After Emory’s first-ever Songfest, Dean of Campus Life at Oxford College Joseph Moon, who worked to bring the event to the Emory community, Moon deemed it a “pretty modest but high spirited affair.”
Freshmen had flooded the bleachers on the soccer field, unsure of what to expect from the new event that lacked the hype of the now-highly anticipated event.
“It was wide open that year, we didn’t have a lot of rules,” Moon said. “This was way before hip hop was a thing, so it was mainly just popular songs where kids would put their music and words to it to prove their building was the best.”
While Moon could not predict its success at the time, more than 30 years later, the event continues to be a tradition that brings freshman residence halls together.
After graduating with a master’s degree from the University of Georgia (UGA) in 1978, Moon took his first full-time job working at Emory as assistant dean of men and later moved up to be the first director of residence life when the campus made dorms coed in 1980, an initiative he had helped pursue. In 1988, Moon moved to the Oxford campus to serve as Dean of Campus Life and in 1996, wrote his doctoral thesis for UGA on the history of Oxford. In addition to helping to make Emory a coed university and creating Songfest, Moon founded the Freshmen Council, the sophomore adviser program and the Emory HelpLine.
“I have never felt bracketed by my specific duties as an administrator,” Moon said. “I see it as a terrific opportunity to be apart of the students’ learning experience both in and out the classroom.”
The Emory HelpLine is an anonymous peer counseling telephone hotline that aids Emory students struggling with their mental health. Moon worked with a group of psychology professors and deans to create a counseling resource since Emory was “extremely behind” in developing mental health services for students, according to Moon.
In response to the recent mental health issues of a student at the Georgia Institute of Technology who was fatally shot by campus police, Moon said that at Emory, the HelpLine helps to ensure positive mental health of students, and “now both Atlanta and Oxford campuses have excellent mental health resources for students.”
Diane Glover (16Ox, 18C) attested to Moon’s mentorship and determination to immerse himself in the experiences of students.
“During a retreat at his home, I had decided to stay behind and just shoot basketballs and he came and started shooting basketballs with me,” Glover said. “He started having a conversation about my first semester and how I wanted to move forward.”
Even though she’s on the Atlanta campus now, Glover still finds herself emailing and texting Moon about the difficulties she experiences at Emory.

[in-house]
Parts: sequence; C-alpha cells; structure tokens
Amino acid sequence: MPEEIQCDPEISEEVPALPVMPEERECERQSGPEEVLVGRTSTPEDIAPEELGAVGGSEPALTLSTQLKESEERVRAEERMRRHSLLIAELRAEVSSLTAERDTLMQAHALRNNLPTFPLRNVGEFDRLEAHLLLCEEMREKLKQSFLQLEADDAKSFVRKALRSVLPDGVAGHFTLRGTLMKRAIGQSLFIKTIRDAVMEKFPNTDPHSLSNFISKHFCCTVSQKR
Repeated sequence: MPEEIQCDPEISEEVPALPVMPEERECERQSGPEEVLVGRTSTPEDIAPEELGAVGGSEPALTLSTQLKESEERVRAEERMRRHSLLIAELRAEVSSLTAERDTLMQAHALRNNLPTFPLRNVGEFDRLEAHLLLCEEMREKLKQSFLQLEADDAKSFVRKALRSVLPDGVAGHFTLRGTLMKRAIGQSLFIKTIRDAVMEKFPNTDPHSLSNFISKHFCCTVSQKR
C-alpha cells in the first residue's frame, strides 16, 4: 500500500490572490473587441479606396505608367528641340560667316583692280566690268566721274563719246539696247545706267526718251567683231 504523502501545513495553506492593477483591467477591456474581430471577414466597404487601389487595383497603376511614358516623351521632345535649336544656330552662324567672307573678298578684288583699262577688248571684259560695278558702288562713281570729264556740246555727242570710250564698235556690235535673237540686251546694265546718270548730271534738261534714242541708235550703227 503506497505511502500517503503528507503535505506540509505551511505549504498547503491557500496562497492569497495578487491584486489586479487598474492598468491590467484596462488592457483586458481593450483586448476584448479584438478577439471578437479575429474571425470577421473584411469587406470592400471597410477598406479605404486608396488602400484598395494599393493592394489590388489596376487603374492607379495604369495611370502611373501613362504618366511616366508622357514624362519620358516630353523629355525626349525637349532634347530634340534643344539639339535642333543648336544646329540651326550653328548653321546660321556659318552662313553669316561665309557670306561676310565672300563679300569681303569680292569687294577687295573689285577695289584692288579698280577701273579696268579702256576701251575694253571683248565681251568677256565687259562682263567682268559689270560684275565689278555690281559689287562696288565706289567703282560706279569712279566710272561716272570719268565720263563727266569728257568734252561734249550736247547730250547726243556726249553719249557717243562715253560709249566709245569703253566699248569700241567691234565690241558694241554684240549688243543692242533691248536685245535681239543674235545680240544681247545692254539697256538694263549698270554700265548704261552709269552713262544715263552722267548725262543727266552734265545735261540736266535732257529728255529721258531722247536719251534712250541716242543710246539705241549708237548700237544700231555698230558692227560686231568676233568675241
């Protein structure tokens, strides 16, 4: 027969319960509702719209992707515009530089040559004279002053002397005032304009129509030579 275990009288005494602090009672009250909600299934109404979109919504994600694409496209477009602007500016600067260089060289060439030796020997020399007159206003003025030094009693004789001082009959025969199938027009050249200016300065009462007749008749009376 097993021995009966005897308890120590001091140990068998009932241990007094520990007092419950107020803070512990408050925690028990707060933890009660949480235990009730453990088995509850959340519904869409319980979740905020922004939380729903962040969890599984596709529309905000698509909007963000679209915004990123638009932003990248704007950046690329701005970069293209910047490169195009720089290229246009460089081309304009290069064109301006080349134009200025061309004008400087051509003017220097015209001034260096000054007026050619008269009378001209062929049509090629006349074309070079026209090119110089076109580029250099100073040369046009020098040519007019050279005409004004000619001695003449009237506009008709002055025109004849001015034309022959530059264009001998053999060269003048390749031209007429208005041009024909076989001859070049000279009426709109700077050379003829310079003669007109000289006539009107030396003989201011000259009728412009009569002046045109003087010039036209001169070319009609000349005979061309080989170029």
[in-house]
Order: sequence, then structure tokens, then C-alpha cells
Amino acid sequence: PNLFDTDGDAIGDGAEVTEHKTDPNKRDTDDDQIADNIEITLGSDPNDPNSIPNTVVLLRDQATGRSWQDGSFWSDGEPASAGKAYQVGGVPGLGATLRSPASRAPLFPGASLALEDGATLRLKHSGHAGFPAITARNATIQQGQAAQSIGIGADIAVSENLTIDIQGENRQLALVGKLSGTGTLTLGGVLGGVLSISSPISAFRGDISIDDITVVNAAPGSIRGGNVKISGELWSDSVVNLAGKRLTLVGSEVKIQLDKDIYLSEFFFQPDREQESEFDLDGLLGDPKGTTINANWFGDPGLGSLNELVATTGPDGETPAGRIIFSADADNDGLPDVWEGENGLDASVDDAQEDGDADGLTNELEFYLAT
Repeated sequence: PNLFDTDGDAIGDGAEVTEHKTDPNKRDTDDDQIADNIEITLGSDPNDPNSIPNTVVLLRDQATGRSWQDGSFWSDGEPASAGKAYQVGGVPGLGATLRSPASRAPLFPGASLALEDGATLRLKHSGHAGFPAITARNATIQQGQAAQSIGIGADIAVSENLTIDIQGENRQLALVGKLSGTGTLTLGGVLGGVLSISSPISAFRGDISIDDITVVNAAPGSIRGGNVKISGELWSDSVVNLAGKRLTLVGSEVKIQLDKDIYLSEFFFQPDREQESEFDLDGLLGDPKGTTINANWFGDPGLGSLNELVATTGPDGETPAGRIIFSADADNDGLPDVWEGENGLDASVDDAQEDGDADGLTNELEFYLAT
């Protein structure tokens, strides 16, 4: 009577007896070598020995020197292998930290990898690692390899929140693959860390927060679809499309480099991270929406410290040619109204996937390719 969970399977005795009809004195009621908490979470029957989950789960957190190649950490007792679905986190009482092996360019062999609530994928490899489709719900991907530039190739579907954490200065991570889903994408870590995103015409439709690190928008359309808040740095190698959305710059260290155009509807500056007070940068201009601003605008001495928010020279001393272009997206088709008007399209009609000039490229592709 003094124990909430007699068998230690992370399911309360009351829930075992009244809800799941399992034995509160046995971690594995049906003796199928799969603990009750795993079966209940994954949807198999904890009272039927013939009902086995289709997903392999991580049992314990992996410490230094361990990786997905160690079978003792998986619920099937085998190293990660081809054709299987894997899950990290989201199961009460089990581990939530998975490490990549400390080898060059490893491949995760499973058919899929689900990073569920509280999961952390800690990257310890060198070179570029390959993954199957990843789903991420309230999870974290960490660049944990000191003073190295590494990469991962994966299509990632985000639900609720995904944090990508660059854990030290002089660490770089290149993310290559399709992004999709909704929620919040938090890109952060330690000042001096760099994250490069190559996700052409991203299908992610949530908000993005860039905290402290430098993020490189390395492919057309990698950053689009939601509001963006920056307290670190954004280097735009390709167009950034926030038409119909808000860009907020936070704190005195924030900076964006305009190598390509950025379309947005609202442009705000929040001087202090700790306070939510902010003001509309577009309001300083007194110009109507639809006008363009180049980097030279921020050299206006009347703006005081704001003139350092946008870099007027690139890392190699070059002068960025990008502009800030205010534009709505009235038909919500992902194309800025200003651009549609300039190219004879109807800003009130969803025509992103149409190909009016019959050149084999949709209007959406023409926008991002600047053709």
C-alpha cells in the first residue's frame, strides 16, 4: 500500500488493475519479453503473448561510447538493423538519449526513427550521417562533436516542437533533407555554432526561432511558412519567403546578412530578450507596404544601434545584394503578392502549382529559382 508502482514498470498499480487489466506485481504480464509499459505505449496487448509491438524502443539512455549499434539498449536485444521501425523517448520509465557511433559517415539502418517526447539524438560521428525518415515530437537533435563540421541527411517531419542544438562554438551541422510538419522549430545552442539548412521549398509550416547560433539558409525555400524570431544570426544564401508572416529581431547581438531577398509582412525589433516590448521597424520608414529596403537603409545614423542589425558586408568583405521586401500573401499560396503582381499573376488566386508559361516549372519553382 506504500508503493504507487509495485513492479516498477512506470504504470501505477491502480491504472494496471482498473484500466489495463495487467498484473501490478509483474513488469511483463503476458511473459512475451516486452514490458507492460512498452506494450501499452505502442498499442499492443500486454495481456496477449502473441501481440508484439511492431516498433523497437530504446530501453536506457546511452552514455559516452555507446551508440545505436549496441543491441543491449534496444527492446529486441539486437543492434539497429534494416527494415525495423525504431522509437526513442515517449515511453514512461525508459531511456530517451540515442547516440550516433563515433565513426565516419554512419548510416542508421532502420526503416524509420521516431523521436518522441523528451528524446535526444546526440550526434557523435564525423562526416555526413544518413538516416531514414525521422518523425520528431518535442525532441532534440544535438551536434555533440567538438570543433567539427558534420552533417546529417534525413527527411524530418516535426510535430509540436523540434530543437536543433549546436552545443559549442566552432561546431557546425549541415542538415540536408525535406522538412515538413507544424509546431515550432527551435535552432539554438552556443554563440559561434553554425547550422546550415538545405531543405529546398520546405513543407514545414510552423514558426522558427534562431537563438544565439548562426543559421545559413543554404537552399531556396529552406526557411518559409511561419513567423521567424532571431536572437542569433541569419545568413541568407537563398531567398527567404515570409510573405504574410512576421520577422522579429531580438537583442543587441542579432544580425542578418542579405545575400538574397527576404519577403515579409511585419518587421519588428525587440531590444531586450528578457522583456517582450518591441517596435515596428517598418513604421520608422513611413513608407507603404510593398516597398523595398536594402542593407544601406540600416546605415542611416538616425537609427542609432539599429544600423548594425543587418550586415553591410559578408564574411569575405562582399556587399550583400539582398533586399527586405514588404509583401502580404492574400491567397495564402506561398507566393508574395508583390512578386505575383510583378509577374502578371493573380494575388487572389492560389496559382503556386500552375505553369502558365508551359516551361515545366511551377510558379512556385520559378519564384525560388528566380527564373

“I … ask advice on how to navigate things I feel lost about,” Glover said. “He is more than willing to answer by suggesting we meet in person rather than texting or emailing.”
Moon said that one of the reasons he is passionate about being an educator at Emory is because of students’ desires to make change on campus. For example, he also had a small role in helping students to create Volunteer Emory, a community service group.
“Volunteer Emory has had a terrific impact on the culture of Atlanta, and this came directly out of the head and experience of two [students] who were determined to make this work,” Moon said. “But in my work it is a weekly occurrence that a student says or does something that is powerful to me.”
Moon stressed that all of the programs he created were inspired by other schools. Programs such as Songfest and the Emory HelpLine were borrowed from universities like Southern Methodist University (Texas) and Miami University (Ohio), but were adapted to match Emory’s community.
In terms of the freshman experience, Moon said that working at the Oxford campus has been beneficial for him because he can focus on freshman and sophomore students. Moon emphasized his focus on creating a positive freshman experience for students because he deems that time a pivotal point in a student’s life.
Assistant Dean and Director of Student Involvement and Leadership at Oxford College Rhiannon Hubert echoed Moon’s motivation to improve the lives of freshman and sophomore students.
“Decades later from the start of his career at Oxford College, Dean Moon is still as excited to greet each new class in August as he was on his first day,” Hubert said.
Glover said Moon’s impact on students is personal.
“Each student will have a different story and relationship with Dean Moon because he makes sure that all his interactions with students are between him and them,” Glover said.
Moon said he is currently working on advancing plans for a new Campus Life Center at Oxford, creating new points of connection between the Oxford and Atlanta campus and expanding information to Oxford students on sexual violence education and prevention.
“He’s always looking for improvement even though he already made such a huge impact,” Glover said. “There’s no way he’s going to stop making more.”